NYU Prof: How to Spot a Dishonest Company

An unidentified woman carries a box from the then-Enron headquarters in Houston Photograph by Pat Sullivan/AP Photo

New York University business school professor David Yermack routinely teaches students how executives and major corporations have managed to skirt the law.

By exposing students to questionable legal and ethical behavior, he says, the goal is to help them “formulate their own response when they encounter similar situations.”

MBA students everywhere can now catch a glimpse of Yermack’s in-class approach. His latest paper, co-authored with two associates from the Swiss Institute of Banking & Finance and circulated last month on the National Bureau of Economic Research website, is titled “Smokescreen: How Managers Behave When They Have Something to Hide.”

The paper looks at 216 U.S. companies accused of price fixing by antitrust authorities and highlights the common actions that led up to the discovery of each. The scenarios outlined in the paper are similar to those that frequently pop up in Yermack’s Restructuring Firms & Industries class at NYU’s Stern School of Business. Often his class enrollment consists of about 60 percent MBAs and 40 percent law students.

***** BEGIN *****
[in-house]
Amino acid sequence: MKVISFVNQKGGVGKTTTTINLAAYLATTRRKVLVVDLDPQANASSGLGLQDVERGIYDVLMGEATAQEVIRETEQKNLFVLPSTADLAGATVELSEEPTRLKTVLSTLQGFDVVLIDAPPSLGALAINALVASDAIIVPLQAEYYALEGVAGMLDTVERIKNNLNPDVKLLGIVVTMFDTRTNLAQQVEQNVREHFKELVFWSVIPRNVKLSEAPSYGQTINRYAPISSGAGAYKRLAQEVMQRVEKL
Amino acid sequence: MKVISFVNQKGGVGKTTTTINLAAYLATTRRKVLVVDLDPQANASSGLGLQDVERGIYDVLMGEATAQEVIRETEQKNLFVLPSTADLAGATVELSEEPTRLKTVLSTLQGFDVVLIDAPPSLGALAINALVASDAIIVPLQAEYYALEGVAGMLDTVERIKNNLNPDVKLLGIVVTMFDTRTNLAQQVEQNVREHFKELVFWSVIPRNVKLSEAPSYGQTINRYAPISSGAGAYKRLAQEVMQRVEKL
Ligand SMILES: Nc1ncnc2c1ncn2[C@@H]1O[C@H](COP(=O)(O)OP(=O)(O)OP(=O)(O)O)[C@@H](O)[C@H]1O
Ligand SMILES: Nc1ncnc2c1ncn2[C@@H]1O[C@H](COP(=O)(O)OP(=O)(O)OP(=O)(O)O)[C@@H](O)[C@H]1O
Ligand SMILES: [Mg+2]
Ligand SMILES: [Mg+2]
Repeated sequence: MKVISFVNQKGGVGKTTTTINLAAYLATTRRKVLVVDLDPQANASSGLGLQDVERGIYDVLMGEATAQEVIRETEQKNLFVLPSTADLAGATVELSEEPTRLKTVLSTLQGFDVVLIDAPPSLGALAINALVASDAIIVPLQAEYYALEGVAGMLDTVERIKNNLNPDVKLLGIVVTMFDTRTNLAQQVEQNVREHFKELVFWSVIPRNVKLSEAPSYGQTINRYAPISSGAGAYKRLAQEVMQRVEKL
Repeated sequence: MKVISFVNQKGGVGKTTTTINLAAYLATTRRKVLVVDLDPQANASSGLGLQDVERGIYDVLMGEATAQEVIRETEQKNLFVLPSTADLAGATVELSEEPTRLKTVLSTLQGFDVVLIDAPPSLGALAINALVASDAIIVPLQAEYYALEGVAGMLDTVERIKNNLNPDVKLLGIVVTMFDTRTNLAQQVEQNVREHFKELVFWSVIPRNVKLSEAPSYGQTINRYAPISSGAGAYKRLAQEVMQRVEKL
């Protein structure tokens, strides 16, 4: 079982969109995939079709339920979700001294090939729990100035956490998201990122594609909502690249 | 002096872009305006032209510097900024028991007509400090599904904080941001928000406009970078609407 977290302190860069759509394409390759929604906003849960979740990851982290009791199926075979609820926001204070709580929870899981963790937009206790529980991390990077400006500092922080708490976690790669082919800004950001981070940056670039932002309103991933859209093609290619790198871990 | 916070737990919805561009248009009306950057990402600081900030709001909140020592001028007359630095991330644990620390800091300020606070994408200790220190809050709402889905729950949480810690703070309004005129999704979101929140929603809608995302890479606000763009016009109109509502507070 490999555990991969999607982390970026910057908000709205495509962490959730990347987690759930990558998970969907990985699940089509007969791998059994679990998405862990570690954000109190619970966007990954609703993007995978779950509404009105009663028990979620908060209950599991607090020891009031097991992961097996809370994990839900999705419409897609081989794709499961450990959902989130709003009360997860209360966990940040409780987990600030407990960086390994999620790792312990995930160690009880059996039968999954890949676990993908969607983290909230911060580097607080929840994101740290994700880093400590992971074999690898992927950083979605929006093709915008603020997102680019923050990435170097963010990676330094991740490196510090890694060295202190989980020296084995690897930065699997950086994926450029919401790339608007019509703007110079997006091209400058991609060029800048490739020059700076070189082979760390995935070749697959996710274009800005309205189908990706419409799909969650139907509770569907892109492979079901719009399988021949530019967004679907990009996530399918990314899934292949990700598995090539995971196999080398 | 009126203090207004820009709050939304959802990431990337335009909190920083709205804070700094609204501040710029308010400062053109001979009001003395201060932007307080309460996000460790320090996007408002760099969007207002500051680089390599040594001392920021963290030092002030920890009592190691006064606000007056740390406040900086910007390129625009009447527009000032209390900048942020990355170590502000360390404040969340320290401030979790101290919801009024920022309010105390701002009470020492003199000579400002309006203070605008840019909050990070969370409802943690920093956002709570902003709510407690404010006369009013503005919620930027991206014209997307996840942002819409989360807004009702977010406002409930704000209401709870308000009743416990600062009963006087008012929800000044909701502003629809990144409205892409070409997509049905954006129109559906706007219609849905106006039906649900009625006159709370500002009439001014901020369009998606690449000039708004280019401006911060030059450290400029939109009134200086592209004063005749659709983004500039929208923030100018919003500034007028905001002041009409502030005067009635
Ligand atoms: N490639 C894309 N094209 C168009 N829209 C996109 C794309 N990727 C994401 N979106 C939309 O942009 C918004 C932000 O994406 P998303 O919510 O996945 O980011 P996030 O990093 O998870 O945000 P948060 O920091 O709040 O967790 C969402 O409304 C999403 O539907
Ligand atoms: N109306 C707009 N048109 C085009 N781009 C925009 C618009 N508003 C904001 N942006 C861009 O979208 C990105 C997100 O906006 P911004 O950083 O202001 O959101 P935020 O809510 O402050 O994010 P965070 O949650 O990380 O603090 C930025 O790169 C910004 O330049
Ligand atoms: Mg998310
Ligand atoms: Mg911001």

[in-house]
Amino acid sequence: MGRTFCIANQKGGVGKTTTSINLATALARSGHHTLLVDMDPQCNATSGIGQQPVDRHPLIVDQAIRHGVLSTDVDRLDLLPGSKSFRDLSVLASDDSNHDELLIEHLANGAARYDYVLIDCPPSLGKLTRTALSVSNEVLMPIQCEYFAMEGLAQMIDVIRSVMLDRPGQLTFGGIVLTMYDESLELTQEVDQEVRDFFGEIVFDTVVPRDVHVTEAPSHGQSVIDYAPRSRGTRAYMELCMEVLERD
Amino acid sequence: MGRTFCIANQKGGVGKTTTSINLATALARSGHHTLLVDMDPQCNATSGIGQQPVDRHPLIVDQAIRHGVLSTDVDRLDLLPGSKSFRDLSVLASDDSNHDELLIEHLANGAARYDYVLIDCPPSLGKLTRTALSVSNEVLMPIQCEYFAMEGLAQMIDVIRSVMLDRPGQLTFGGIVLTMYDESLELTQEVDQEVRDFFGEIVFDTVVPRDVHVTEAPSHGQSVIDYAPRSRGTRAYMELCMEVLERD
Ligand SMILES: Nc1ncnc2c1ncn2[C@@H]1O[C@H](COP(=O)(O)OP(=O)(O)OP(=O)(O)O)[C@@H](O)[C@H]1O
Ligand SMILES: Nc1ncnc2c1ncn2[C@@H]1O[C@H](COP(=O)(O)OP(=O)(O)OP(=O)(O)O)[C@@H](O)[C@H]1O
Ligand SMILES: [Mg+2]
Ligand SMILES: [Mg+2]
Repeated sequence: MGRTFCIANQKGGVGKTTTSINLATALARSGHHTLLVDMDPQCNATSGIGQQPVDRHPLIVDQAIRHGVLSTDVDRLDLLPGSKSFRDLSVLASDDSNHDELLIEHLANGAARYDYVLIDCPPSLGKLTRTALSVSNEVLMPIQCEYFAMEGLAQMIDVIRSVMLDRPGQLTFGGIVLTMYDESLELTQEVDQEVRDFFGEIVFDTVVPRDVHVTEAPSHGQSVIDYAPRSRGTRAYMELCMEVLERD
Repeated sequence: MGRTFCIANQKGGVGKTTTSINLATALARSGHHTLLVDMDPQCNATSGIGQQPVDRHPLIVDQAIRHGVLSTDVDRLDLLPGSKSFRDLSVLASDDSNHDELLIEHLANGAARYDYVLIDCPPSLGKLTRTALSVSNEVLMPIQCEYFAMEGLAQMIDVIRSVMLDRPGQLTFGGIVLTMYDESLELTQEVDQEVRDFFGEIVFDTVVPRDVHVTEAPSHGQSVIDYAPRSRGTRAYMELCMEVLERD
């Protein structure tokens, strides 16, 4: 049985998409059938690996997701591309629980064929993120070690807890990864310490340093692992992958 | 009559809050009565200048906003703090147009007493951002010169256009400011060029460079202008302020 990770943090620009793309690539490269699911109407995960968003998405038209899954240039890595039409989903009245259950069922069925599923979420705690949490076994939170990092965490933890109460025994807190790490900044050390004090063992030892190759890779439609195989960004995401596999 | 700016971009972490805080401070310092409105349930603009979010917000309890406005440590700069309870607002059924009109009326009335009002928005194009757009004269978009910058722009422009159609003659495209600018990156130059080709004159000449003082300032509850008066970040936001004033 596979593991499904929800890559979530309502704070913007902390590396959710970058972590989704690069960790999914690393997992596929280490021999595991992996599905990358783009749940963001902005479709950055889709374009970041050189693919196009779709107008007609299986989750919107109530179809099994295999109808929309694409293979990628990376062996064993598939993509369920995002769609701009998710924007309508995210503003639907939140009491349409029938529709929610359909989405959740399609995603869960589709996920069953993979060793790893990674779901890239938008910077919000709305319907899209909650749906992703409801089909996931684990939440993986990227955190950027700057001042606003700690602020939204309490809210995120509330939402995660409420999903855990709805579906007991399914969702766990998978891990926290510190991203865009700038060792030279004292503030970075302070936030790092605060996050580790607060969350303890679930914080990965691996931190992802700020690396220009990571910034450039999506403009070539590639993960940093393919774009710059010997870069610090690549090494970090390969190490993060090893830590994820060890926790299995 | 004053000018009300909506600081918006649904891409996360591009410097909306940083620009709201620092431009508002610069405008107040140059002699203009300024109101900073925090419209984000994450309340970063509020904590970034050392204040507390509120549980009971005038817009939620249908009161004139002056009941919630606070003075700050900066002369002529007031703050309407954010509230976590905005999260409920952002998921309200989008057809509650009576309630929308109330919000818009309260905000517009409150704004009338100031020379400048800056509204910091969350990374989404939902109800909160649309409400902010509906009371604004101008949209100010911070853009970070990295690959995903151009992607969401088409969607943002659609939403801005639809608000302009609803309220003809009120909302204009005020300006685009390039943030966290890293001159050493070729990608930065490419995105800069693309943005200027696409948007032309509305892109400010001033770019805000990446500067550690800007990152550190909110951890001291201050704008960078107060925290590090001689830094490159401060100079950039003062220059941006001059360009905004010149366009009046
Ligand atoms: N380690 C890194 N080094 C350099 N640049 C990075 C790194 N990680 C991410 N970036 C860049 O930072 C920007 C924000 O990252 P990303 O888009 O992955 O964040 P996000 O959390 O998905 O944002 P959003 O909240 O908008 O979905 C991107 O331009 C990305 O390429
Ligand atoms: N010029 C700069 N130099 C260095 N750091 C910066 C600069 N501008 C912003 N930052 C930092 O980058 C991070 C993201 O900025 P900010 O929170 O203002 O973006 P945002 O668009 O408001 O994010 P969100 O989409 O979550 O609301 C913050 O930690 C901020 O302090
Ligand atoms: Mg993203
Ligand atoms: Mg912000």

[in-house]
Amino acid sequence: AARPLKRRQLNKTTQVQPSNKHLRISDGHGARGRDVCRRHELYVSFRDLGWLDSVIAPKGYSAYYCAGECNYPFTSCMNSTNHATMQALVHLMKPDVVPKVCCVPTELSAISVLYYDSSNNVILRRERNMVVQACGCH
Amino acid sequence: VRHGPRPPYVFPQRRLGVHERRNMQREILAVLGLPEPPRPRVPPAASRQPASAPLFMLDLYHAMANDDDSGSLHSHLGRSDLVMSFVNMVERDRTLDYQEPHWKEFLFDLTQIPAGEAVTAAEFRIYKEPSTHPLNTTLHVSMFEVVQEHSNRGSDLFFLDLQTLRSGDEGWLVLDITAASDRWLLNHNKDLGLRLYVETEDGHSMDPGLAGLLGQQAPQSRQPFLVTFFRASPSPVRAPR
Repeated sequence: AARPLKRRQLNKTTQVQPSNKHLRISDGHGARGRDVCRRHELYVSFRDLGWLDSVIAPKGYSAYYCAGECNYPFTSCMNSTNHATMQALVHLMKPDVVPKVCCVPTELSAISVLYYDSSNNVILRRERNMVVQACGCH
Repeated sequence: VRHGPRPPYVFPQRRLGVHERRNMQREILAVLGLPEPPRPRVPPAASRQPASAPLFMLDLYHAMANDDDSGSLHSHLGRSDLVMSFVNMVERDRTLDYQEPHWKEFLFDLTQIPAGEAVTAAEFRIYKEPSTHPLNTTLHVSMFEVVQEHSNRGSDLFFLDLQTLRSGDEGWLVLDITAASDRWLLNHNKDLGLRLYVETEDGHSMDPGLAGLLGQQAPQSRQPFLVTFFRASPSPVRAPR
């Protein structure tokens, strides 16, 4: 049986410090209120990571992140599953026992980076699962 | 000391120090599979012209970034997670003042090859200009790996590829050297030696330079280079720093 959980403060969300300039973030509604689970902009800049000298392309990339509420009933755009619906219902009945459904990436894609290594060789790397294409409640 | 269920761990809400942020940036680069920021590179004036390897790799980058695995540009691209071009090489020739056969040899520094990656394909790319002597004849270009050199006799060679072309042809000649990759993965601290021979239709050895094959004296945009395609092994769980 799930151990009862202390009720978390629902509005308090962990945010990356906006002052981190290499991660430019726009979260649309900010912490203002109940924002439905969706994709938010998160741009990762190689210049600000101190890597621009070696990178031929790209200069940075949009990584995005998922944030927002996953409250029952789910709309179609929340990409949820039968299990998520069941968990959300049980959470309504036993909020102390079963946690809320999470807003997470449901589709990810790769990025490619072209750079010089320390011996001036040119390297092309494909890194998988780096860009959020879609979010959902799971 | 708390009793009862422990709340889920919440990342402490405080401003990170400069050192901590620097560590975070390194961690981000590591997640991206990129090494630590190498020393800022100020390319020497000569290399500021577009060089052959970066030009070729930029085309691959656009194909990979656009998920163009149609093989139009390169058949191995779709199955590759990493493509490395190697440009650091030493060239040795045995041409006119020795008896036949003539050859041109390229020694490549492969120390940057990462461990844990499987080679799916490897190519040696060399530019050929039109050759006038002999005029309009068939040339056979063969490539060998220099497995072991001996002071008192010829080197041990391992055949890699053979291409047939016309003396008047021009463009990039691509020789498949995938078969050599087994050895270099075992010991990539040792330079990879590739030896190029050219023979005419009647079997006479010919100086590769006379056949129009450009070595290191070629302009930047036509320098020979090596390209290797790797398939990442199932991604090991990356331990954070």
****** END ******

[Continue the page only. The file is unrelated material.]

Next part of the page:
Yermack and his co-authors found that companies that engaged in price-fixing cartels frequently smoothed their earnings. They often reclassified business units to make year-over-year comparisons more difficult. They also had a 50 percent higher incidence of restatements and changed auditors less frequently.

What Yermack said he found most compelling in his research were the actions surrounding board appointments and resignations. The authors found that directors retire and resign more often in cartel businesses and those businesses are more likely to allow the number of their board members to shrink. When cartel companies do replace directors, they tend to favor candidates either busy with other board appointments or based in foreign countries, which hinders their ability to monitor activity closely.

If there’s one thing Yermack laments about his class, it’s that he rarely gets to see how his students respond when faced with such scenarios five to 10 years down the road in their careers. The pervasive question in class, however, and what he hopes will nag them in the future is, “How do you react if you are one of the only honest players in an industry where everyone else is ganging up on you?”

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